Captain Mary A. Fink
If you enjoy catching a mixed bag of fish, viewing abundant wildlife and beautiful scenery, venture out on a trip in the 10,000 Islands National Wildlife Refuge located 15 miles east on 41 from the 951/41 intersection. Port of the Islands Marina is an ideal location to depart from as it provides easy access by kayak, canoe or larger vessel into the mangrove maze of the awesome 10,000 Islands.
If a light craft such as a kayak or canoe is your preferred way of transport, be sure to consult with a local tide chart before venturing out, as paddling against the tide will surely wear you out in no time. Obviously, it’s wise to plan your departure at the beginning of an outgoing tide and work your way back to the marina when the tide changes. The Port of the Islands Marina provides bait, tackle, beverages, ice and necessary facilities, and the staff is helpful and will gladly offer tips relating to the area to help you enjoy your adventure. The Faka Union River provides direct access to the Gulf of Mexico along a series winding mangrove islands, which are home to numerous local fish species, including the coveted snook, tarpon and red fish as well as many others.
During the late fall and winter months when cold fronts and associated winds stir things up, the islands provide not only a perfect fishing habitat but also protection from wind and high seas found offshore. When seeking a desirable fishing location watch for “active water.” or signs of activity from above and below the water’s surface. Feeding birds and the presence of baitfish are obvious clues to a desirable fishing location. Water moving in and around mangrove points is another good bet.
Be sure to make your presentation as close to the mangrove roots as possible and allow the water to move your bait along the edge to provoke a strike. The more natural the movement of your offering in the water, the better, which is why light tackle is highly recommended. Light tackle being defined as 15-20 lb braided line with a fluorocarbon leader about the same strength. Braided line is more abrasion-resistant than monofilament so it trumps mono when fishing around areas of dense structure, such as the islands.
There are a number of bait options that have proven to be successful in the islands. If you are fortunate enough to have a live well on your vessel, you will enjoy success with live bait offerings such as minnows, crabs or shrimp. Live or frozen shrimp can be purchased at the marina at a reasonable price.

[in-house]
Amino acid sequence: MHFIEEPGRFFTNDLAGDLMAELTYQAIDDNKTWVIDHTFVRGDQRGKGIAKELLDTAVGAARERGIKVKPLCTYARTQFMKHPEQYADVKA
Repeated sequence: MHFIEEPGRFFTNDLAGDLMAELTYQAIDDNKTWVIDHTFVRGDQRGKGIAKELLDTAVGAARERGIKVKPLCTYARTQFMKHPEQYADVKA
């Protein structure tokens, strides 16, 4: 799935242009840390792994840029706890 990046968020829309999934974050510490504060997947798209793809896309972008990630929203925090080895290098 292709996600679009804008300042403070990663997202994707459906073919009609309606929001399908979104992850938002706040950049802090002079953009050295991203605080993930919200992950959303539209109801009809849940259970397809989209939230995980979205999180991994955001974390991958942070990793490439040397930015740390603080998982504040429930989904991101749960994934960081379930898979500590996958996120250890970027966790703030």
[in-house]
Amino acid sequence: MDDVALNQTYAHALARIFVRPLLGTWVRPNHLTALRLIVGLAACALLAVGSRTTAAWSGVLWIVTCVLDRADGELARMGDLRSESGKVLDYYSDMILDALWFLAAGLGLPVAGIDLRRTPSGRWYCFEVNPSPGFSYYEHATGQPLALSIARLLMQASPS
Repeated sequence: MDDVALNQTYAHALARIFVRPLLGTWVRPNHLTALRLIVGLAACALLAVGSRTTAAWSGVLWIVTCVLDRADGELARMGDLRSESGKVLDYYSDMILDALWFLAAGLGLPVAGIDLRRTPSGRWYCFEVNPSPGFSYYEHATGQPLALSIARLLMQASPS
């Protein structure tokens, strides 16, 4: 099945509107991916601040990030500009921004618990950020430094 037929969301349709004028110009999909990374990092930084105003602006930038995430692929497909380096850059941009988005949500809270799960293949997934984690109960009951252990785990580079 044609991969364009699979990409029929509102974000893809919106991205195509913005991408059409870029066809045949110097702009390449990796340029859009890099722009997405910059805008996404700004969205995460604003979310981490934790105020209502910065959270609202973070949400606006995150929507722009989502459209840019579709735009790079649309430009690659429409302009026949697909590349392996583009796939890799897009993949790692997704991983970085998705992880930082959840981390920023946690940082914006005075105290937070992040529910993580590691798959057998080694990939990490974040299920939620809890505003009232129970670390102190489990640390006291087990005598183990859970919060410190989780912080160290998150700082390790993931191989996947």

Artificial offerings that work well include soft plastics and hard bait (plugs) imitating shrimp, crab, minnows or baitfish among many others. Live bait as well as soft plastics should be tipped or rigged on a jig head from 1/8oz to 3/4oz in most inshore situations. Jig head weight should be based on tidal strength at the time. Chartreuse is one of my favorite jig head colors for inshore use where the water is more tannic due to the prevalent mangrove roots found in the islands. You can liken tannins to a tea bag placed in a cup of water.
During the late fall and early winter when cold fronts are common, stay inside the 10,000 Islands in the craft of your choice and enjoy the boundless beauty and ideal fishing conditions provided by the natural structure of the areas mangrove islands.
Captain Mary specializes in fishing the beautiful Ten Thousand Islands. She holds a “six pack” captains license and has a knack for finding fish. A passionate angler possessing over 35 years of extensive experience in both backcountry and offshore fishing, Mary offers fishing expeditions through her Island Girls Charters company. When fishing with Captain Mary, you will be exposed to a variety of successful techniques including cast and retrieve, drift fishing, bottom fishing and sight fishing. Visit www.islandgirlscharters.com to learn about fishing with Capt. Mary, or reach her at 239-571-2947.